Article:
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This is James Taylor with Theatre Talk.

In the year 2008, how important is race and gender? Two new revivals of classic plays both indicate a frustrating answer: absolutely and not so much.

On Broadway, one of the hottest tickets is a revival of Tennessee Williams' Cat on a Hot Tin Roof. It was just re-staged four years ago, with Ashley Judd as the lead, but this production is getting better reviews (and doing better box office) with Anika Noni Rose (from the 2006 film Dreamgirls) as Maggie the Cat. Ms. Rose, like the rest of the cast, is African American.

To read Williams' Pulitzer Prize-winning play makes it clear that the family at the center of Cat is very southern and very white; but the producer of this revival convinced the playwright's estate to allow them to make a few changes to the text in order to accommodate an all-black production. The one stipulation: that James Earl Jones play the role of Big Daddy.

Jones doesn't just play Big Daddy — the sun around which all the members of the Pollard family and their southern plantation revolve — he single-handedly makes the play relevant to an entirely new generation.

When John Goodman played Big Daddy three years ago at the Geffen Playhouse, his vivid, guttural performance did justice to Williams' character, but the play felt like a charming relic from America's past. What Jones does with his performance is remove the shackles of time and place from the play's themes. He showcases Big Daddy's feelings, flaws and fears as the natural makeup of any red-blooded American breadwinner.

The high point of the show is the Act II scene between Big Daddy and his son Brick — played by Oscar nominee, Terrence Howard, making his stage debut. In this scene, the skin color of the actors fades to the background and all you see is a father and son trying desperately to communicate. The rest of the production (directed by Debbie Allen) never matches this intensity. The all-black conceit rarely distracts; but it is only Jones who succeeds fully in making his character transcend race, as his Big Daddy is truly universal.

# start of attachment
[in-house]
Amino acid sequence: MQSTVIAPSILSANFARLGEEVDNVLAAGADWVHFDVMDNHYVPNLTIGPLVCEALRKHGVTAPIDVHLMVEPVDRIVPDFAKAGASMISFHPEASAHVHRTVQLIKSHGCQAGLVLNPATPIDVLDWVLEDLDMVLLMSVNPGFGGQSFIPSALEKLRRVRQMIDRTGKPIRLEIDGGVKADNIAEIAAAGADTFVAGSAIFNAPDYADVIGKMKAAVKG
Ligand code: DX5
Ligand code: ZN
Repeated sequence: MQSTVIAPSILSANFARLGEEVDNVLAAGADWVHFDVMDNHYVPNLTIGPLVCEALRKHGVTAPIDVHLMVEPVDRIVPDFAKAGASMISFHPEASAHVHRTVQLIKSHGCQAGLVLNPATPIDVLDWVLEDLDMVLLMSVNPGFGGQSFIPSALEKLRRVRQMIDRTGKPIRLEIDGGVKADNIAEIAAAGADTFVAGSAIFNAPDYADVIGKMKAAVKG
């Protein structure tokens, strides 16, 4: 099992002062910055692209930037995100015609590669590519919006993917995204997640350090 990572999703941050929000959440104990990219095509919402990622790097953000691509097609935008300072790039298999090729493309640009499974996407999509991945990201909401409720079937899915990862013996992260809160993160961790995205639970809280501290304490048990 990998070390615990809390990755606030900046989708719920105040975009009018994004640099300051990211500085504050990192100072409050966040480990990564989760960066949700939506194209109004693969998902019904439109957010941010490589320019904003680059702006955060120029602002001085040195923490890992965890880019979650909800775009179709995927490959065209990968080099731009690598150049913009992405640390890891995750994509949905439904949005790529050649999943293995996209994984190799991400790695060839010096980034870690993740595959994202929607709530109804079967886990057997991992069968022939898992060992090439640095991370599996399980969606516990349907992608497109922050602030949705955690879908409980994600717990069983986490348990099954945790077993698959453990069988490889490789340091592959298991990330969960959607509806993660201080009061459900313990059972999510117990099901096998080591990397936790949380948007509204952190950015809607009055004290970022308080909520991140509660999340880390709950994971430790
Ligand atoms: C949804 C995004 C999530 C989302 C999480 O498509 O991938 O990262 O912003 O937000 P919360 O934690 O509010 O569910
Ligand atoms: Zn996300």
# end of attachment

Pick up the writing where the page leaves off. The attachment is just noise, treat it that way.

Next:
othello.jpg Here in Southern California, it's gender that's tweaked in a new production of Othello. The Los Angeles Women's Shakespeare Company is presenting the racially charged tragedy with an all-female cast. This is an interesting reversal of history, for in the Bard's day, women were not allowed on stage and thus all the parts were played by men.

As the Globe Theater of London proved during its visits to Los Angeles, gender really doesn't matter if the acting is strong enough. If a British actor can play an Illyrian Countess, why can't an American actress play a Venetian General? Indeed, Fran Bennett makes a credible and occasionally commanding Othello. Like most of the actresses in this production, she allows you get past the gender reversal and see the characters as Shakespeare wrote them.

wolpe-iago.jpg Unfortunately, most of these same actresses (including those playing the female roles) don't go beyond what's written and present a fully fleshed out character that comes alive on stage. The one performer who does achieve this is the Iago of Lisa Wolpe. Ms. Wolpe (who also directed the production) takes us past the words — and into the mind of one theater's great villains. Wolpe's Iago is neither man nor woman, just pure manipulation.

What this all-female production fails to do though is make use of its casting to allow us see Othello in a new light, despite the fact that it is a play about the distrust of women. With James Earl Jones, the race-specific casting allows us to see Tennessee Williams' 50 year-old play with new eyes; sadly, with Wolpe and her troupe, the only insight seems to be: "we can do this too."

The all-female production of Othello runs through Sunday at the Boston Court Theatre in Pasadena; the all-black Cat on a Hot Tin Roof continues on Broadway through June 22.

This is James Taylor with Theatre Talk for KCRW.

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